8% property tax cut approved for Maricopa County homeowners
PHOENIX (3TV/CBS 5) — Good news for Valley homeowners who have seen the value of their homes skyrocket in the last couple of years. The Maricopa County Board of Supervisors approved a cut to property taxes. The approved primary tax cut will be the county’s largest decrease in 40 years. “I think it’s helpful,” Valley broker Eugene Quackenbush with Get Your Nest said.
With inflation at a 40-year high, the board decided to cut taxes to help the 4.5 million residents stay afloat. Though it isn’t a significant change, Quackenbush says it’s a step in the right direction. “If you have a home that hasn’t been reassessed in a year and the value went up to $100,000 then you are seeing a good size increase on your property tax,” Quackenbush said.
Right now, the county’s primary tax rate is at 1.35%. The tax cut approval will drop that to 1.25. That’s $125 per $100,000 dollars of home value. “So you will save about $10 per hundred thousand dollars,” Quackenbush said.
On a $400,000 home, for example, the new tax would be $500, saving the homeowner around $40 compared to the old tax rate. “It is something. All of those hundreds of dollars add up,” Quackenbush said.
However, the cut applies only to the county’s portion of the property tax rate. It does not apply to additional taxes, bonds, or levies approved and assessed by cities, schools, or other special taxing districts.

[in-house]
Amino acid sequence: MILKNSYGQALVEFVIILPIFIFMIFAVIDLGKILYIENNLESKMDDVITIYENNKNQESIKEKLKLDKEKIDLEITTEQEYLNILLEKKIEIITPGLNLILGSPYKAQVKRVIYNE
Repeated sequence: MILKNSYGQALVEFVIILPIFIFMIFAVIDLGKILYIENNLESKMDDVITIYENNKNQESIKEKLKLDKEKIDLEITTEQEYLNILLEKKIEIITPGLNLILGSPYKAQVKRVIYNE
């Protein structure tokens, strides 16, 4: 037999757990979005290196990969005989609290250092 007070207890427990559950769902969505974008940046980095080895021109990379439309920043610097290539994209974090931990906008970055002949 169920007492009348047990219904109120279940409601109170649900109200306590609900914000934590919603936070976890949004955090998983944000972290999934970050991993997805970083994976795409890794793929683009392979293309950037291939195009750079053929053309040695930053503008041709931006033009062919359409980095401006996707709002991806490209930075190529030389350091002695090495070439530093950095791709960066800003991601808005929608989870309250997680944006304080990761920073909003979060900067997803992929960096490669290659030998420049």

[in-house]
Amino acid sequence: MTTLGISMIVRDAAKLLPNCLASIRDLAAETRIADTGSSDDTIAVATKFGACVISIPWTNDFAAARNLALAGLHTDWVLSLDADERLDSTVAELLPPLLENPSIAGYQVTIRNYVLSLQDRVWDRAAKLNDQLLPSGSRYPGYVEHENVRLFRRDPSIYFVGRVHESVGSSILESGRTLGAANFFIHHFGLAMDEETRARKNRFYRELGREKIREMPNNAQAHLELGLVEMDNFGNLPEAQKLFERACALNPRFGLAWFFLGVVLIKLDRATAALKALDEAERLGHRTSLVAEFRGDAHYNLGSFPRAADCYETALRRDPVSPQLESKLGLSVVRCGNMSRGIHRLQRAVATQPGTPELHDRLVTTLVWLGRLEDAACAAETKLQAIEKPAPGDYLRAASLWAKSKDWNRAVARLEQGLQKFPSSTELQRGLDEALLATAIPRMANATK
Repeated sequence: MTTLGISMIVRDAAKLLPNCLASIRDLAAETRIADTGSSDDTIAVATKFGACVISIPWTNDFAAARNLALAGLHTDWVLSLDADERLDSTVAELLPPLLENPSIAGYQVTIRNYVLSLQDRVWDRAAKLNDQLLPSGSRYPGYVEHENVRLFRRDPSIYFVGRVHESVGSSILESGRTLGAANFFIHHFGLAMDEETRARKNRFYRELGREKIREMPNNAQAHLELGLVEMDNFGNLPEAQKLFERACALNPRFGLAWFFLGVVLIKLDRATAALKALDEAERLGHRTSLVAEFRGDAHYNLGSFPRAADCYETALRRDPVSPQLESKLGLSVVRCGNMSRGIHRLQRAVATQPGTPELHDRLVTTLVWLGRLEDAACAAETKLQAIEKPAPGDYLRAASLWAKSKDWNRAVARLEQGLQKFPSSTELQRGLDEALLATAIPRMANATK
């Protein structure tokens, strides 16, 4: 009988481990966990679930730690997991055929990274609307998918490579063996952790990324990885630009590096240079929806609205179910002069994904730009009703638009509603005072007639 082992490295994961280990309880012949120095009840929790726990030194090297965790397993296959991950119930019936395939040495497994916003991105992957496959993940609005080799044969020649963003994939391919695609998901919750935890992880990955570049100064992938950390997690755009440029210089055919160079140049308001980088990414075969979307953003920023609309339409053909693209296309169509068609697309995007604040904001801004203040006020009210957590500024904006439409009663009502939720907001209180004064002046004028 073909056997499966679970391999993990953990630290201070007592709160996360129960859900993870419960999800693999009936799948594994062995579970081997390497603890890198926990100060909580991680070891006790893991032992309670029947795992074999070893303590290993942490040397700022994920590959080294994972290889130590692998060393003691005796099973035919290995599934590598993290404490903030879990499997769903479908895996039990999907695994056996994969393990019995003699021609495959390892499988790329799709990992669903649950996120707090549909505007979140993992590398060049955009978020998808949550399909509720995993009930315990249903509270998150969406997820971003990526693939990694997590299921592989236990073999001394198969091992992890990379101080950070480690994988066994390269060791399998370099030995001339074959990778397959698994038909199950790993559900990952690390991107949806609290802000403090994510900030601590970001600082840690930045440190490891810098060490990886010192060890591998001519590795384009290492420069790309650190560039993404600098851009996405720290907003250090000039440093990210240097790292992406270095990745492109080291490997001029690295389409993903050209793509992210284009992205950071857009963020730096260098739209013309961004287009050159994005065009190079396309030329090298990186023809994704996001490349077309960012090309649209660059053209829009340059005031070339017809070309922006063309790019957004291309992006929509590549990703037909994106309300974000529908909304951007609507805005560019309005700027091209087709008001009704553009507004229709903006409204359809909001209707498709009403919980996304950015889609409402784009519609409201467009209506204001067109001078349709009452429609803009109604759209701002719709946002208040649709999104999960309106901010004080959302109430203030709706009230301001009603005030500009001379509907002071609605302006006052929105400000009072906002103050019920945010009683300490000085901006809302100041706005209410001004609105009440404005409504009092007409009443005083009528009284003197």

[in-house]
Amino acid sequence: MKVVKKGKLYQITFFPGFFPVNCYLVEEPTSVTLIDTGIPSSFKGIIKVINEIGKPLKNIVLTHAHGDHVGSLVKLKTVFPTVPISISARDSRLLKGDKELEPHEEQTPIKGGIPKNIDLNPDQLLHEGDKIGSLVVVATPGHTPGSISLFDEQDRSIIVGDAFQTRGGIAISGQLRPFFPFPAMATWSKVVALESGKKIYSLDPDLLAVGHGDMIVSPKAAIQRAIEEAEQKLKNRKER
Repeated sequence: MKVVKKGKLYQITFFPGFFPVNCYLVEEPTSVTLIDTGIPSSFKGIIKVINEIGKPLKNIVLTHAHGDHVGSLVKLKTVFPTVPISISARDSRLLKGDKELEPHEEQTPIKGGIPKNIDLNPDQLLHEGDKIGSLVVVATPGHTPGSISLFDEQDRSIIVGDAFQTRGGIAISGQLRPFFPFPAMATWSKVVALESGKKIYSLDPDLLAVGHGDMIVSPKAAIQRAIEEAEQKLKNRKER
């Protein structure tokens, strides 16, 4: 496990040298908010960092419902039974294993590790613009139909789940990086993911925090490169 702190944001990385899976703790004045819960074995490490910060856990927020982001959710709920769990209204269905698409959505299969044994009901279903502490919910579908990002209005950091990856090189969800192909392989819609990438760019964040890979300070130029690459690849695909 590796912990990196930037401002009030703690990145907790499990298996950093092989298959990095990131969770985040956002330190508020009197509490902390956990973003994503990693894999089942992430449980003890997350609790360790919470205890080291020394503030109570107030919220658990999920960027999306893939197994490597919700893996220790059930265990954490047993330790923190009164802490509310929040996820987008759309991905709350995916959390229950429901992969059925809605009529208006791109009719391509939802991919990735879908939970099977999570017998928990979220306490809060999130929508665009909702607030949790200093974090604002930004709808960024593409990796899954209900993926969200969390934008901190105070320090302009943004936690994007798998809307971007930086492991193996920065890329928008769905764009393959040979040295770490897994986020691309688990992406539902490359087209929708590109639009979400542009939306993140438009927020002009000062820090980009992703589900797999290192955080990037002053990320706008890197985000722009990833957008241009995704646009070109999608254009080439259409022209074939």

“People’s home evaluations have gone up so one of the things we can do as supervisors is make sure we can help alleviate those concerns and one of the ways of doing that is by cutting the rate,” Maricopa County Supervisor for District 2 Thomas Galvin said.
Galvin says this cut will not impact local school funding. “Still the largest part of your property tax, your total property tax goes to the school district and that’s how we pay for schools and for education is through these property taxes. So what we are only cutting now is the rate that applies to your home but still the large part, the other part of your property tax for schools is not being changed,” Galvin said.
This budget was approved for the 2023 fiscal year, meaning homeowners will start noticing the change next month through June of 2023.
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